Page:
Al Roker From NBC’s ‘Today’ Says This ‘Seinfeld’ Episode Is an Example of Institutional Racism

by Jeremy Spirogis
Kimberly Norris as Winona, Al Roker as himself on

Al Roker from NBC’s Today mentioned that Seinfeld‘s “The Cigar Store Indian” episode is an instance of institutional racism that will not be acceptable in today’s setting.

Kimberly Norris as Winona, Al Roker as himself on 'Seinfeld'
Kimberly Norris as Winona, Al Roker as himself |Barry Slobin/NBCU Photo Bank/NBCUniversal through Getty Images

Roker shared on the Life is Short with Justin Long podcast that the episode was thought-about to be an “A-minus,” he mentioned. “They said it was like one of the best. It’s called ‘The Cigar Store Indian.’ Which is very fitting for today with what’s happening right now.”

Long agrees that elements of the episode may very well be problematic in today’s society. In the episode, Jerry Seinfeld offers Elaine Benes a full-sized cigar retailer Indian to make up for forcing her to take the subway again from the Costanza’s home. Roker seems within the episode on the quilt of the TV Guide Benes is studying after which afterward the subway.

Al Roker provides his ideas on the episode

Looking again, Roker shared his perception into the traditional episode, which initially aired in 1993. “Well I think with an episode like that is actually pretty instructional for today,” Roker shared. “It talks about, and I believe Jerry Seinfeld of the Seinfeld sitcom, would have thought [of] himself in all probability [as] a liberal. And definitely, an individual who could be very tolerant.”

“And yet it shows how ingrained in a sense institutional racism is,” he continues. “Whether you are talking about Native Americans … it’s there. And the episode points that out in a comedic way. But … it does.”

'The Cigar Store Indian' Episode 10 Estelle Harris as Estelle Costanza, Jerry Stiller as Frank Costanza'The Cigar Store Indian' Episode 10 Estelle Harris as Estelle Costanza, Jerry Stiller as Frank Costanza
‘The Cigar Store Indian’ Episode 10 Estelle Harris as Estelle Costanza, Jerry Stiller as Frank Costanza | Barry Slobin/NBCU Photo Bank/NBCUniversal through Getty Images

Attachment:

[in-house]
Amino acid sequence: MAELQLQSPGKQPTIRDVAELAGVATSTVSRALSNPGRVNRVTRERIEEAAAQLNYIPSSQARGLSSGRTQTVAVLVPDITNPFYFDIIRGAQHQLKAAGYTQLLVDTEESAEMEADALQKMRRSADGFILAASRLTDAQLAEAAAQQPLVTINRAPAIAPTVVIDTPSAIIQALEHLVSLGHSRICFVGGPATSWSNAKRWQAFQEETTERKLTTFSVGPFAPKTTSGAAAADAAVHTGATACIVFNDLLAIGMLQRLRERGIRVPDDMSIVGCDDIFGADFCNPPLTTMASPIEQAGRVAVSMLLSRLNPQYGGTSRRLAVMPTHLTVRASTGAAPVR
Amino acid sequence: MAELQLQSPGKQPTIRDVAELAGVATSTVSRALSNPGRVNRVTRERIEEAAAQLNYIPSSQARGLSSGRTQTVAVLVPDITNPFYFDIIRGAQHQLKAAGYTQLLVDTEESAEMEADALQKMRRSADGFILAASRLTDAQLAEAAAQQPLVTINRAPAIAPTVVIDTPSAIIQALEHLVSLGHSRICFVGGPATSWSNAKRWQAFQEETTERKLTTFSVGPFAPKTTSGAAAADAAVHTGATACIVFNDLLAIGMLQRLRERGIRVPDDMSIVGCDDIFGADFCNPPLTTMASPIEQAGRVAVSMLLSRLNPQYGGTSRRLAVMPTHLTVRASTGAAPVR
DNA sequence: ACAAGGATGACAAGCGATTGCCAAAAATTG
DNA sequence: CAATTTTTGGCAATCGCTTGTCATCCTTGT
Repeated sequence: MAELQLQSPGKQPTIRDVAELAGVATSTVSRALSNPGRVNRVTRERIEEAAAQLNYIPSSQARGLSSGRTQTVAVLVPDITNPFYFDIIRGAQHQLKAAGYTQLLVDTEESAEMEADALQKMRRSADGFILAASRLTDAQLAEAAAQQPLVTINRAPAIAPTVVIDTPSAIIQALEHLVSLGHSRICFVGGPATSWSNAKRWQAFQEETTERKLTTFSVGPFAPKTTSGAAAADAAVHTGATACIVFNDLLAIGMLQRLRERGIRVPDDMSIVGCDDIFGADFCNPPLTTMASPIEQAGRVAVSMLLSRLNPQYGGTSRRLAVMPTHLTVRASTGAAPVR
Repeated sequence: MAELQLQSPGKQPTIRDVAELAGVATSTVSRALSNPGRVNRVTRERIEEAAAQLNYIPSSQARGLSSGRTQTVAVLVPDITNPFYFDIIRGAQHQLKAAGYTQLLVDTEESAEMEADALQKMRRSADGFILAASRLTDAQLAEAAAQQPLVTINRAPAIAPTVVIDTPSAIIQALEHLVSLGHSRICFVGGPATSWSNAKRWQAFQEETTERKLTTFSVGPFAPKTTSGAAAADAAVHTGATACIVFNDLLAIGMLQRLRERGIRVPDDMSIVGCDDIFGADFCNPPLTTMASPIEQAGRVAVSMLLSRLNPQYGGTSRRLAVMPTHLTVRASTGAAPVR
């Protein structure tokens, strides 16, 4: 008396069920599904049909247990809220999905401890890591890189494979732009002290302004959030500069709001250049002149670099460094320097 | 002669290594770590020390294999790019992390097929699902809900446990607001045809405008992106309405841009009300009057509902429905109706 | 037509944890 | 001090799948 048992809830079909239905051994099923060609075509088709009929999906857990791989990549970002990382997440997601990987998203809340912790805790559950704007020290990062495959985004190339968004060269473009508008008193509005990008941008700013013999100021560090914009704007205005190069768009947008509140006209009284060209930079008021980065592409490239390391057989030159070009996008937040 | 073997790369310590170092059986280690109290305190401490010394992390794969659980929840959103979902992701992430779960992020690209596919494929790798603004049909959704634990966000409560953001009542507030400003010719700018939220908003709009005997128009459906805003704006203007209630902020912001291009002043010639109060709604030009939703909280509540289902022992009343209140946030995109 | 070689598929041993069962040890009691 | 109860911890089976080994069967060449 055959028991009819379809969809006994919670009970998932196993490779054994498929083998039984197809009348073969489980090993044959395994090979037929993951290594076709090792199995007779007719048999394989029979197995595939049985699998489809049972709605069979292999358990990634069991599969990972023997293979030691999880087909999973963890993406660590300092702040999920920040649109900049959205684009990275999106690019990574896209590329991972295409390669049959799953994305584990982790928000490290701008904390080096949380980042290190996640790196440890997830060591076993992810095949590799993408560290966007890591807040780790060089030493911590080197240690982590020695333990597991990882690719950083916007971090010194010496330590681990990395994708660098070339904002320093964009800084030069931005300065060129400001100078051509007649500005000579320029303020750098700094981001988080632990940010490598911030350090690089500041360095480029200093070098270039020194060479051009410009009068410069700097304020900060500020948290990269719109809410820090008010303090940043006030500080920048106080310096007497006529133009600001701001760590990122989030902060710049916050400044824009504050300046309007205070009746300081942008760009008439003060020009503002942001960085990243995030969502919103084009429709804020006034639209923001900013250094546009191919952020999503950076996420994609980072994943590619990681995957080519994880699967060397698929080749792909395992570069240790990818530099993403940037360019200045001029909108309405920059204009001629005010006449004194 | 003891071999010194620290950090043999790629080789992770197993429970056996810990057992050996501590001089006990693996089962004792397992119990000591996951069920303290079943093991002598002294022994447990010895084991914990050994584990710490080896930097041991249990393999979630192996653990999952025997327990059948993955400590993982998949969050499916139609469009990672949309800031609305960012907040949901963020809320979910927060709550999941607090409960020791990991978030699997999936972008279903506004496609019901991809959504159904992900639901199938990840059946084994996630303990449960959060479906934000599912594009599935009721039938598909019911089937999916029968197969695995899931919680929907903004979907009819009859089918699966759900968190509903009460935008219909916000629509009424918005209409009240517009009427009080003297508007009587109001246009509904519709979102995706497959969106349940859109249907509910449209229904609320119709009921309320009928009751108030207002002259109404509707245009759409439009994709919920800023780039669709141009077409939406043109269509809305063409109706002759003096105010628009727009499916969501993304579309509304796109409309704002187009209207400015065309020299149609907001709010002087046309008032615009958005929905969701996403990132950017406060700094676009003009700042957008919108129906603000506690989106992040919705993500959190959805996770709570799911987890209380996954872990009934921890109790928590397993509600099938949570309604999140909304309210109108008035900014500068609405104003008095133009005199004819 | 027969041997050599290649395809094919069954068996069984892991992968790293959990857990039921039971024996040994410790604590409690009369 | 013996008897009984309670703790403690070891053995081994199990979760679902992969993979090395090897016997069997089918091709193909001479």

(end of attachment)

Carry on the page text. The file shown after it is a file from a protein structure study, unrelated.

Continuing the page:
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Long feedback about how instances have modified and other people grew up being insensitive to the nuances. “The Washington Redskins, the Cleveland Indians,” Roker factors out. “Nobody would have ever put up with, say, a baseball team called the Newark Negroes or the Jersey Jews. They just wouldn’t.”

Roker encourages dialog about racism

“I think we’re at a time right now, and I think you have to be careful because I think we’ve talked about… People are, almost up until now, been afraid to have the conversation,” Roker shares. “And I think if you are people of goodwill, if your heart’s in the right place, you can ask a stupid question. You can ask a bad question, but I think we’ve been afraid.”

Roker shared that Today present hosts have been having a dialog about racism. “We’ve been speaking quite a bit about it on the Today present, within the third hour, rising up black, elevating a black son,” he mentioned.

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“My son has special needs, but he is very outgoing. He went to high school on the subway every day. I literally would not breathe a sigh of relief until he walked in the door each day. And I knew, ‘Okay, he’s home. He’s safe.’ Because as I’ve told him, I said, ‘Bud, listen, you can’t do stupid stuff. If some of your buddies decide to jump a turnstile, you can’t do that. Because if there is a transit policeman there, you’re the one that’s going to get stopped.’”

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